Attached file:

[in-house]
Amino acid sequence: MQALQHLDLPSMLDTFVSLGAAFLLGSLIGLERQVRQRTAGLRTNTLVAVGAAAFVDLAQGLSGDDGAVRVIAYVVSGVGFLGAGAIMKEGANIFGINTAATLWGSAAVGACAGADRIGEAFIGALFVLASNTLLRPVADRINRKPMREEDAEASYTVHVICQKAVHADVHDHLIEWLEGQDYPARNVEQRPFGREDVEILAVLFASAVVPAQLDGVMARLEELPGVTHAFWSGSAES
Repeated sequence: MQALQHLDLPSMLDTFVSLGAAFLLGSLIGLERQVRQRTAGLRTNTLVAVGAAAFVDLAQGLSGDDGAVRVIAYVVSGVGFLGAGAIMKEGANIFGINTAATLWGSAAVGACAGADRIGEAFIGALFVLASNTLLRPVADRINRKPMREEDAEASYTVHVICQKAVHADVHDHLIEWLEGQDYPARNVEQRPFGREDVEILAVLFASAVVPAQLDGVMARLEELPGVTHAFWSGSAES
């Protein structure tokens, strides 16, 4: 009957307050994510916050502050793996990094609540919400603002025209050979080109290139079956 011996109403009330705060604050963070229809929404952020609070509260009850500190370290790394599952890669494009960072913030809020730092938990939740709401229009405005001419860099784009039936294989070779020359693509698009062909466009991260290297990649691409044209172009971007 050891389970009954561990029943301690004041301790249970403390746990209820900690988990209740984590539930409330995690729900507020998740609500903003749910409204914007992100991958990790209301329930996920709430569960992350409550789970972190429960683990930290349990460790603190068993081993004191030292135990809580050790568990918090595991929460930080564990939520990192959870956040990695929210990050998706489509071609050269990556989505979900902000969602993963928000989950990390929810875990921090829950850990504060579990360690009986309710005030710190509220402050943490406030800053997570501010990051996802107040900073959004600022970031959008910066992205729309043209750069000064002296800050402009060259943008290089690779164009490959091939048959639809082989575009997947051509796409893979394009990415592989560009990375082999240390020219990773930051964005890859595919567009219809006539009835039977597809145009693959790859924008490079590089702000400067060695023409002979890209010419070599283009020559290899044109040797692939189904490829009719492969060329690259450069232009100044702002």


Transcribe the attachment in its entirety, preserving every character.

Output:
[in-house]
Amino acid sequence: MQALQHLDLPSMLDTFVSLGAAFLLGSLIGLERQVRQRTAGLRTNTLVAVGAAAFVDLAQGLSGDDGAVRVIAYVVSGVGFLGAGAIMKEGANIFGINTAATLWGSAAVGACAGADRIGEAFIGALFVLASNTLLRPVADRINRKPMREEDAEASYTVHVICQKAVHADVHDHLIEWLEGQDYPARNVEQRPFGREDVEILAVLFASAVVPAQLDGVMARLEELPGVTHAFWSGSAES
Repeated sequence: MQALQHLDLPSMLDTFVSLGAAFLLGSLIGLERQVRQRTAGLRTNTLVAVGAAAFVDLAQGLSGDDGAVRVIAYVVSGVGFLGAGAIMKEGANIFGINTAATLWGSAAVGACAGADRIGEAFIGALFVLASNTLLRPVADRINRKPMREEDAEASYTVHVICQKAVHADVHDHLIEWLEGQDYPARNVEQRPFGREDVEILAVLFASAVVPAQLDGVMARLEELPGVTHAFWSGSAES
């Protein structure tokens, strides 16, 4: 009957307050994510916050502050793996990094609540919400603002025209050979080109290139079956 011996109403009330705060604050963070229809929404952020609070509260009850500190370290790394599952890669494009960072913030809020730092938990939740709401229009405005001419860099784009039936294989070779020359693509698009062909466009991260290297990649691409044209172009971007 050891389970009954561990029943301690004041301790249970403390746990209820900690988990209740984590539930409330995690729900507020998740609500903003749910409204914007992100991958990790209301329930996920709430569960992350409550789970972190429960683990930290349990460790603190068993081993004191030292135990809580050790568990918090595991929460930080564990939520990192959870956040990695929210990050998706489509071609050269990556989505979900902000969602993963928000989950990390929810875990921090829950850990504060579990360690009986309710005030710190509220402050943490406030800053997570501010990051996802107040900073959004600022970031959008910066992205729309043209750069000064002296800050402009060259943008290089690779164009490959091939048959639809082989575009997947051509796409893979394009990415592989560009990375082999240390020219990773930051964005890859595919567009219809006539009835039977597809145009693959790859924008490079590089702000400067060695023409002979890209010419070599283009020559290899044109040797692939189904490829009719492969060329690259450069232009100044702002």